Talking to Your Kids About Drugs: Part 1 – Introduction

By Laura Stack

Continuing our Mental Health Month theme, I’m introducing a four-part series (this is part 1) on how to talk to your kids about drugs and why drugs are so bad for them from a mental health perspective.

You’ve probably seen this topic addressed before—maybe even a lot. Why is it so popular? Because (a) it’s really important, (b) all kids need this information, and (c) it works! That’s why we’re tackling it again, and this article is just the start. Over the next few weeks, we’ll take separate looks at how you can talk to little kids, tweens, and teens about drugs, using language they’ll understand and remember.

You, the Teacher

As parents, you and your partner are your child’s first and most important teachers. They pick up just about everything from you, from speech to basic habits to attitude. No one will shape their young minds more. This gives you the opportunity to create a solid foundation for your child’s mental health.

When you’re there for your kids, they’ll always look to you for advice and as a role model. The National Surveys on Drug Use and Health (NSDUH), which are conducted by the Substance Abuse and Mental Health Services Administration (SAMSHA), analyzed data from 2015 through 2018. The researchers focused on adolescents and young adults who had a parent born between 1955 and 1984, who also took part in the survey. The researchers found that kids with mothers who had used marijuana in the past, but not for at least a year, were 30% more likely to use marijuana compared to kids with mothers who never used the drug. Compared with kids whose mothers never used marijuana, those whose mothers used the drug within the past year were 70% more likely to have started using cannabis. Similarly, kids with father who used marijuana within the past year were 80% more likely to use cannabis compared to kids whose parents never used the drug.

Normalizing marijuana through commercialization and legalization means as a parent, there is no neutral response to marijuana anymore. A neutral or non-response is effectively pro-pot; only a clear rebuff or refute is anti-pot.

So, take advantage of this, and talk with them on the overall badness of smoking marijuana on their mental health, especially today’s more potent extract forms. According to the National Institutes of Health, marijuana use is associated with development of suicidal thoughts; cognitive impairment and decreased performance in school/work; increased risk of psychosis and schizophrenia; development of marijuana use disorder (addiction); worsening depression over time; and potential for future substance abuse.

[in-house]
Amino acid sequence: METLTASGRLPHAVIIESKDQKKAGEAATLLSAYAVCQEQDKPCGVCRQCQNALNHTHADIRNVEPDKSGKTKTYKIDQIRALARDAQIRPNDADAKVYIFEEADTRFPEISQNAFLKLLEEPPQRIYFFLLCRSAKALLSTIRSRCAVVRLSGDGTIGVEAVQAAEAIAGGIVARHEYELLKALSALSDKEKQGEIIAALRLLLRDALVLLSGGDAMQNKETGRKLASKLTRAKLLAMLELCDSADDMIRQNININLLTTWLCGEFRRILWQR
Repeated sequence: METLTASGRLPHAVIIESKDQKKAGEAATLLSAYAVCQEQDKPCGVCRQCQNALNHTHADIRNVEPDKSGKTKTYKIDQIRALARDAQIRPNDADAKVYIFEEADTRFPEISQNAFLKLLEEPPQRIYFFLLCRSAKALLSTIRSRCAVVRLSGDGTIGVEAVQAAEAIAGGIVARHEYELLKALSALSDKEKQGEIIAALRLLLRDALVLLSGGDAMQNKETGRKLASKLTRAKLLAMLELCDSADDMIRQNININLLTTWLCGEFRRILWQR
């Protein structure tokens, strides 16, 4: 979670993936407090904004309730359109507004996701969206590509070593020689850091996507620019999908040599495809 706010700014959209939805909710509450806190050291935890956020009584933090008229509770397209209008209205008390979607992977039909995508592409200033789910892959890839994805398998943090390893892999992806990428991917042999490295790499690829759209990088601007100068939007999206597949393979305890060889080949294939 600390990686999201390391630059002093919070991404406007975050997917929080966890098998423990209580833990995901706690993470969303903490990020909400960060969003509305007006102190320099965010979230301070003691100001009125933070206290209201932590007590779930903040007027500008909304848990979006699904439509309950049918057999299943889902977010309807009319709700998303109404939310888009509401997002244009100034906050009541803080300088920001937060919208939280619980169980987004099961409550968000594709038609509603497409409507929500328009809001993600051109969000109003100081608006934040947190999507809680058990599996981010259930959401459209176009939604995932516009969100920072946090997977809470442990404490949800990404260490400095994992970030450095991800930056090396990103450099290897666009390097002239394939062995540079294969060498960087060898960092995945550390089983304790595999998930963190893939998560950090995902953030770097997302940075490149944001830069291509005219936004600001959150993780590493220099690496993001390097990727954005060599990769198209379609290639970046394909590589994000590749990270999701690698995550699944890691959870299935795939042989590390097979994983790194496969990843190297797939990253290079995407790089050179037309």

The Basics

No matter how young or old your kids are, keep these things in mind when it comes to talking about substance abuse.

First: don’t assume your kids already know the risks. They may not, especially when the media, friends, and movies try to make drug use look cool. They need to know why they should “just say no,” or you’re going to get pushback. So, get educated yourself by reading the research we’ve compiled for you on our website.

Second: quantity has a quality of its own. People talk about spending “quality time” with their kids, and that’s important. But quantity of time is just as important when it comes to building emotional ties, especially when you talk about your lives together. A Columbia University study concluded young people are less likely to drink or use drugs when they eat at least five meals together per week with their family. Take advantage of times like this and car rides, etc., to talk.

Third, when talking to your kids about drugs, broaden the subject as they become capable of understanding more to include other types of substance abuse, including smoking, drinking, and harder drugs.

How to Begin

Begin talking with your kids about drugs young (some experts recommend as young as five years old, or even younger) and repeat the conversations on a regular basis. Make them two-way conversations, not one-sided lectures. Let your kids talk and ask questions. Let them know you’re discussing this stuff because you love them and don’t want them to get hurt.

If your kids feel they can ask you questions about drugs and can depend on you to give them straight answers without yelling or condemnation, they’re more likely to come to you for advice if drugs raise their ugly heads.

It’s Like a Booster Shot!

Luckily, most kids don’t do drugs. One of the reasons why is that most of the time, kids actually listen to their parents. So, talk to your kids about drugs! Think of it as another type of booster shot, to fight off an especially nasty infection. This is one conversation to have repeatedly as your kids’ lives and the world change, in the hope that what you’ve said will stick.

My father was a Colonel in the Air Force, so I was familiar with the role of a drill sergeant to teach a recruit something over and over until the recruit does it automatically. Of course, you won’t be harsh like a drill instructor, but when you repeat yourself over and over, they will hopefully learn to reject drugs automatically.

Of course, talking doesn’t guarantee they will listen. We talked to our children about drugs until we were blue in the face, and yet, Johnny still chose to smoke marijuana and do dabs (high-THC chemical extracts), which later caused his suicide due to the marijuana-induced psychosis and schizophrenia that resulted. Three days before he died, Johnny apologized and acknowledged that I was right all along about the marijuana—that it had ruined his brain and his life. This is not a conversation I want you to have with one of your children.

Come back again next week, when we discuss in detail how to talk to kids under 10 about drugs.

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